Why has there been a sudden explosion of TV shows of this kind?  Has there been an outcry from the public, demanding a fusion of game-show, travel and al fresco culinary travails?  Or have a group of media moguls suddenly come to the same conclusion that this is what our screens have been missing?  Or are they just cheap, and require little or no budget/planning?  I think I know which one it is.

Hugh F-W seems to have had the best idea, in that he doesn’t even appear in his latest culinary road-trip.  Instead, three snaggle-haired photogenic posh-boys hammer round the South West in (you guessed it) a camper-van, with no money, eating only food they have earned, before cooking it all up on a ring-burner in the back of their vehicle.  Hugh merely provides a voice-over, and even that looks to associate him a little too closely with this rot.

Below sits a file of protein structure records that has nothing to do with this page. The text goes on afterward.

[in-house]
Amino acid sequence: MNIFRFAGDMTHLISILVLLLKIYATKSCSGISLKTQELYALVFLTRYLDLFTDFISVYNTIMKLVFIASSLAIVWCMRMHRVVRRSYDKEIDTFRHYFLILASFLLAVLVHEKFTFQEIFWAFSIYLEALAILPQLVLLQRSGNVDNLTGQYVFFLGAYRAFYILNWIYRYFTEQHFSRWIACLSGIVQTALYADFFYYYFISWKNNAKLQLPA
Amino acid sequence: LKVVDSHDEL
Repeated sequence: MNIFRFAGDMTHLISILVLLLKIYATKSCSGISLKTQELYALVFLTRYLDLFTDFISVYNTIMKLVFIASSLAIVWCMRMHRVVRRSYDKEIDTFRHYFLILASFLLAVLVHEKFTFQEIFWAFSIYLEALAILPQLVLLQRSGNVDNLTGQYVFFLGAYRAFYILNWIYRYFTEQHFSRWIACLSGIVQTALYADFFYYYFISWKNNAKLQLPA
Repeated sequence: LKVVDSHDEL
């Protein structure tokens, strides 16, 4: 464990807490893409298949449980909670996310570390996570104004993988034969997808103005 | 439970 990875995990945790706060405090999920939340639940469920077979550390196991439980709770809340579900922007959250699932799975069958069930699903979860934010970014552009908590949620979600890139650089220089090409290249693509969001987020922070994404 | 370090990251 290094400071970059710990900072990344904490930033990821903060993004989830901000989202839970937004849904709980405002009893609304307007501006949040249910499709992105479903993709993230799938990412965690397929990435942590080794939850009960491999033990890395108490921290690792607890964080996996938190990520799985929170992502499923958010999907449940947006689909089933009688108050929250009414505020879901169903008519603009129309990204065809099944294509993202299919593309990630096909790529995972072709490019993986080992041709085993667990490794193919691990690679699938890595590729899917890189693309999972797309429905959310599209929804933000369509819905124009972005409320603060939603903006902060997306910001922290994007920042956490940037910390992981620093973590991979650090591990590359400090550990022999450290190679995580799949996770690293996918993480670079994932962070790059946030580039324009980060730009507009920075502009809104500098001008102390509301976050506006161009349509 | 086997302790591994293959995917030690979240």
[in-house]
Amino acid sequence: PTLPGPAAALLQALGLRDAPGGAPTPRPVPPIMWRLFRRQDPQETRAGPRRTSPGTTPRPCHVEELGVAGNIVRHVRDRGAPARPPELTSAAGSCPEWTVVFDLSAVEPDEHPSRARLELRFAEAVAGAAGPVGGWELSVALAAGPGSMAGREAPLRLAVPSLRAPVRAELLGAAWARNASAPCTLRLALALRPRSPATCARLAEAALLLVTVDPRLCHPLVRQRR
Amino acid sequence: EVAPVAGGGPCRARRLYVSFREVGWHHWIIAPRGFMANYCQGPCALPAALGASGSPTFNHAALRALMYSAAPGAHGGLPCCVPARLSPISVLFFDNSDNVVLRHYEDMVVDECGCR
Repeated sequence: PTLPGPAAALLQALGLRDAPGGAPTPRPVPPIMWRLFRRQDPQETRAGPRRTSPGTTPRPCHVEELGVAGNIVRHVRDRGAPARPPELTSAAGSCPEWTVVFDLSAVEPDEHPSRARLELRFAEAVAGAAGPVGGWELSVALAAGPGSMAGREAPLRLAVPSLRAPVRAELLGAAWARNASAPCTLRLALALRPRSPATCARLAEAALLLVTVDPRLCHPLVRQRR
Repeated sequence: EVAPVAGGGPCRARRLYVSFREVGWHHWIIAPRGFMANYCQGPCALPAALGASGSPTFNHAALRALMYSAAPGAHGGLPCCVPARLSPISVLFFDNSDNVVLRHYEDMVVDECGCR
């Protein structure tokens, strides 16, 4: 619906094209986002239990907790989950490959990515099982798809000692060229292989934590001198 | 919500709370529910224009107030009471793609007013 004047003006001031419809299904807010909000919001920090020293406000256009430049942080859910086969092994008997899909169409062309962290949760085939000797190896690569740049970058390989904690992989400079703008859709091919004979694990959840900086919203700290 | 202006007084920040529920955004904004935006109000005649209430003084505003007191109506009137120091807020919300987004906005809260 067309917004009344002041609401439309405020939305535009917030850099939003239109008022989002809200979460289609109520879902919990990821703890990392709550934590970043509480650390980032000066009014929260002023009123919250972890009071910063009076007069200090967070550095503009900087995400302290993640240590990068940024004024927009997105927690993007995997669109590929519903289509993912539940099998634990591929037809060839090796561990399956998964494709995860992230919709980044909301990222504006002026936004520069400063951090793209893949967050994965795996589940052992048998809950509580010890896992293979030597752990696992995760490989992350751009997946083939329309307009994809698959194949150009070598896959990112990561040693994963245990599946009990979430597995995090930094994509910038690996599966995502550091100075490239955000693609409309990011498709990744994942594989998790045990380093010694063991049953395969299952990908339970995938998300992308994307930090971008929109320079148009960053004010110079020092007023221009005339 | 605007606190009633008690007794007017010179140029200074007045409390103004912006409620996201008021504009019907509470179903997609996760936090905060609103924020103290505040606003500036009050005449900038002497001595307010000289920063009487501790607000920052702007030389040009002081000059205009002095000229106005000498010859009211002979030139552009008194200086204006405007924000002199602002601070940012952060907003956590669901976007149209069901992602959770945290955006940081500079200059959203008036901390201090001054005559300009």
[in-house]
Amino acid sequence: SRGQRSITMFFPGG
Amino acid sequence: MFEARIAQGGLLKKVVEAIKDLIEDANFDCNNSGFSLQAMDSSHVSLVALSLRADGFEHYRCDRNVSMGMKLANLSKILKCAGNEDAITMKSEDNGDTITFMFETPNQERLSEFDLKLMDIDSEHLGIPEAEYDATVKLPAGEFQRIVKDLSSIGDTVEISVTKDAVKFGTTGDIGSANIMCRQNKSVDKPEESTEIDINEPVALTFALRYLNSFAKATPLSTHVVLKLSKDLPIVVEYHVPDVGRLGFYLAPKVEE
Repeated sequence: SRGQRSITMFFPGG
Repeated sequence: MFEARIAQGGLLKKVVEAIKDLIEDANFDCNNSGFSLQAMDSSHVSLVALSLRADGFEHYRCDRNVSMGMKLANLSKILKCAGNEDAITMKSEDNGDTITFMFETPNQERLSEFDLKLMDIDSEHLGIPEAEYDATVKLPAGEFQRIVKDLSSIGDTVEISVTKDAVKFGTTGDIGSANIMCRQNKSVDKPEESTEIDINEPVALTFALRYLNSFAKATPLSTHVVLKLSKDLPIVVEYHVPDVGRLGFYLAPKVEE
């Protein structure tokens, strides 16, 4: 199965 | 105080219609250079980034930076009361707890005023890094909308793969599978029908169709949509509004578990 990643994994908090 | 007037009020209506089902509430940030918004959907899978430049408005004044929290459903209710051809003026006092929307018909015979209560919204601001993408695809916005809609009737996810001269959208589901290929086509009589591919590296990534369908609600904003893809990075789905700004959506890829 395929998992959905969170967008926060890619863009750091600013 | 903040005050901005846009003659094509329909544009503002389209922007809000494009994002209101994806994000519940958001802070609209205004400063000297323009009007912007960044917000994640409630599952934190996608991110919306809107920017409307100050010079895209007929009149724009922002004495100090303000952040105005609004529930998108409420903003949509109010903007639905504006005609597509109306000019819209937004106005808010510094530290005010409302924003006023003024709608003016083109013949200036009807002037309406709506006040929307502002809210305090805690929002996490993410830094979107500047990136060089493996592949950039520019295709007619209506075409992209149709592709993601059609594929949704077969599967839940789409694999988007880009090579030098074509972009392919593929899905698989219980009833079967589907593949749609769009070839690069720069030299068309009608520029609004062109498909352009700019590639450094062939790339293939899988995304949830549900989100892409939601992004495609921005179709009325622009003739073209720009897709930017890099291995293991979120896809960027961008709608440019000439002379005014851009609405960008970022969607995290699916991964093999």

I await the next installation of the format with baited breath.  ‘Bruce’s Britton’ perhaps, featuring Bruce Forsyth and Fern Britton.  Bruce and Fern drive around the country in a 1973 Austin Allegro, compete with the sort of caravanette you used to win on Bullseye.  They visit artisan food producers, but can only eat the food if they manage an arm-wrestle win.  Voice-over by Vernon Kay.  I’d watch it.  Wouldn’t you?


All about the parents?